It went a step further recently just last month when we discovered wonderful little maps placed on posts at trailheads and junctions. On one of our first walks, before the little maps, we had wanted to trek a trail that seemed to skirt the south side of the point, but we couldn’t figure out how to get there. Without the new maps, I’m not sure we ever would have discovered the practically invisible magical entrance into the woods off North Beach.
I have experienced throughout my life a law of magnetics and resonance that when we are ready to see something, it reveals itself — and not before.
My purpose and work have always been about being astutely observant, noticing what others do not and doggedly researching things until I find answers, and yet these places remained invisible until it was time.
It’s happened over and over again: The hot springs we discovered one night after a long, cold drive in Colorado; the Little Free Library at Colchester’s Airport Park after years of bike riding from there; magical Charlotte at the other end of the Essex Ferry when we were living in Lake Placid and coming over to Burlington for independent films; the Converse Bay boat launch that remained invisible through our whole first season of kayaking; the amazing trails at Heaven Hill in Lake Placid; a revelatory 2013 Chicago vastly different from earlier visits in the 90s that changed our lives, resulting in Chicago becoming our second hub when we’re not in Vermont; an intuitive meditative insight “memo” in 2014 that the city of Atlanta — as a life, as a living entity, as a center of progress — was sensing that it was meant to be an active agent of new forms of regeneration and healing, not just for the US, but also for the world and was calling for lives who recognized this to help it step into that purpose, especially moving towards 2025.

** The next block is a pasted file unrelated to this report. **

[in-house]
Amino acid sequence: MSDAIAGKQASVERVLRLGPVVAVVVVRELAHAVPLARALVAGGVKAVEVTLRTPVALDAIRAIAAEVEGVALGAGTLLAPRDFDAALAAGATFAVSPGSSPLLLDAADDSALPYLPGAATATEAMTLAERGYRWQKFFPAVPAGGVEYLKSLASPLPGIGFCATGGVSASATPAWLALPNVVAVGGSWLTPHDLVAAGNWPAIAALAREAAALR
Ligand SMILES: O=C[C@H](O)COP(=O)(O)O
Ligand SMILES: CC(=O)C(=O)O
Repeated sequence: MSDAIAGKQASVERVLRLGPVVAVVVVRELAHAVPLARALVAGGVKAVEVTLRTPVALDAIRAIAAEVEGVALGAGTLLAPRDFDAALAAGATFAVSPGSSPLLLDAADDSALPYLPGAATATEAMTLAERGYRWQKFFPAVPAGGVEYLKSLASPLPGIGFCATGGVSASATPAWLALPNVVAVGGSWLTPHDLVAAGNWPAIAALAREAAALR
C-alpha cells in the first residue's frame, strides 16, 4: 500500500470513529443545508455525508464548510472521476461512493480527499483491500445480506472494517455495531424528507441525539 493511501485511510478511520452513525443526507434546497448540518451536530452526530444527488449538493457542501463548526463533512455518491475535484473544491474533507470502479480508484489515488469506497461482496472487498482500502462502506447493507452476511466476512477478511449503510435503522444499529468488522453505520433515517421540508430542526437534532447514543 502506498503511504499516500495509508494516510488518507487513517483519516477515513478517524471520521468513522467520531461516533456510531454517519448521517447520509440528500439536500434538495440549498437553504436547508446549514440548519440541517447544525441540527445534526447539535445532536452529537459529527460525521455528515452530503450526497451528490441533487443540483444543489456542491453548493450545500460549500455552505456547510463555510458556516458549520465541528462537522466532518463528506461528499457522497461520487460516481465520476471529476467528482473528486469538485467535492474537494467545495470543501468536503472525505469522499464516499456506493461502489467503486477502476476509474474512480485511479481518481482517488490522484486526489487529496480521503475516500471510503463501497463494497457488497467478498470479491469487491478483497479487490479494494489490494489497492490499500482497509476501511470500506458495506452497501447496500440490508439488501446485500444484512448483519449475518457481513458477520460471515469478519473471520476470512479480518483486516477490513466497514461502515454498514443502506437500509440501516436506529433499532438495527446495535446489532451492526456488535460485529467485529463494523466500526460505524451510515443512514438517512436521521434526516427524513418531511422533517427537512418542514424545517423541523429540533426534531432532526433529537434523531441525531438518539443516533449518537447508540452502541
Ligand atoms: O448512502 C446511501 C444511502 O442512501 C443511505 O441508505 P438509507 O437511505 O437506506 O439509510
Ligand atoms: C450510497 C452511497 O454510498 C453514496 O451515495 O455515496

And here we are.
It is a reality of my experience that we go through phases and seasons of resonances when we are meant to be in rapport with something or someone — for collaboration, for learning, for testing to expand our capacities and break through limiting comfort zones, to flex our strengths and to fill our gaps. I wasn’t ready for the Chicago of 1999, but after much personal evolution, I was ready for Chicago 2013. For a time, my work required the will of dynamic stillness and Olympic determination of the Lake Placid Adirondacks. Now I’m in a season of collaborating with the love of Mount Philo and the citizen-stewardship that is the hallmark of Vermont.
As we navigate (to put it kindly) the events of Jan. 6, and the long prior year, are we ready to see? And what will we do about it? Once the map reveals unnoticed territory, it is impossible to unsee. And once the territory calls, we are expected to respond.
Rock Point Haiku
Written during the The Poartry Project September 2020 Poetry of Nature Walk-Along I hosted at Rock Point on the theme of writing Japanese hokku and tanka poems:
Dazzling blue wave
stirs green glass water music,
sky drinks down the sun.
JC Wayne is a Vermont-based poet, visual artist, creativity mentor and founder of The Poartry Project. Contact her at poartry.org.